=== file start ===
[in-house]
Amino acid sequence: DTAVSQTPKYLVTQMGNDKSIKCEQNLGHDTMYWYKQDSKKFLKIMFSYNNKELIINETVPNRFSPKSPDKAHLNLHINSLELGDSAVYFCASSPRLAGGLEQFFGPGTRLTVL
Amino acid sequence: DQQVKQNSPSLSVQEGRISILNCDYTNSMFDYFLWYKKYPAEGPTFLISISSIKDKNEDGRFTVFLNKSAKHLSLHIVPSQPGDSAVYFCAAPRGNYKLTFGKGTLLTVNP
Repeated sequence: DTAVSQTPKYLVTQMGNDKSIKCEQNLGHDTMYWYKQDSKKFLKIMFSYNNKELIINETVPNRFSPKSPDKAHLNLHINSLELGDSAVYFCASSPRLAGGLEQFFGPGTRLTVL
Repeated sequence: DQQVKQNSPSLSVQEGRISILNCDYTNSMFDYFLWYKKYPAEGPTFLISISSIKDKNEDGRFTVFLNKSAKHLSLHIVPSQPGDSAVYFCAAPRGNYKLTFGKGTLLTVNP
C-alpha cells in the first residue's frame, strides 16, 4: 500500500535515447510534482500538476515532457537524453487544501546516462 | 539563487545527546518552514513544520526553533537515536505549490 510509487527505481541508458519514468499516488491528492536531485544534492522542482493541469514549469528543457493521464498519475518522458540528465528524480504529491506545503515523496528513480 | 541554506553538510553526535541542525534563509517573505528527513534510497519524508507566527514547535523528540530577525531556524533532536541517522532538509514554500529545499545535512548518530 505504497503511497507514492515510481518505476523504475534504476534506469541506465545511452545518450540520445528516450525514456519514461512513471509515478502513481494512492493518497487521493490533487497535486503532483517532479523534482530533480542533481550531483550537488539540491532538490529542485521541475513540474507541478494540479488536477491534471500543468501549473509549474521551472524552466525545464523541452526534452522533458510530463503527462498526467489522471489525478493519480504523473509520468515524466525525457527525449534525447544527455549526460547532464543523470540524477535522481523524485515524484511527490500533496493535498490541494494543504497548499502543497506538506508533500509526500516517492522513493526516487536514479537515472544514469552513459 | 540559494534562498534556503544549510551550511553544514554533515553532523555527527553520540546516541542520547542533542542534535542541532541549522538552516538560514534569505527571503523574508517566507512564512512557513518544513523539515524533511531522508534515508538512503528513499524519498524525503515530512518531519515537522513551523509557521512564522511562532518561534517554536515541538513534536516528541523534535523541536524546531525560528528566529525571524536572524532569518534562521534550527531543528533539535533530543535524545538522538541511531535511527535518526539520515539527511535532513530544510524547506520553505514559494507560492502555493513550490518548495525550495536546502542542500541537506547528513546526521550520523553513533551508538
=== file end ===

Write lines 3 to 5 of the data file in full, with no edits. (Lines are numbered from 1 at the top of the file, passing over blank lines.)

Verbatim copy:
Amino acid sequence: DQQVKQNSPSLSVQEGRISILNCDYTNSMFDYFLWYKKYPAEGPTFLISISSIKDKNEDGRFTVFLNKSAKHLSLHIVPSQPGDSAVYFCAAPRGNYKLTFGKGTLLTVNP
Repeated sequence: DTAVSQTPKYLVTQMGNDKSIKCEQNLGHDTMYWYKQDSKKFLKIMFSYNNKELIINETVPNRFSPKSPDKAHLNLHINSLELGDSAVYFCASSPRLAGGLEQFFGPGTRLTVL
Repeated sequence: DQQVKQNSPSLSVQEGRISILNCDYTNSMFDYFLWYKKYPAEGPTFLISISSIKDKNEDGRFTVFLNKSAKHLSLHIVPSQPGDSAVYFCAAPRGNYKLTFGKGTLLTVNP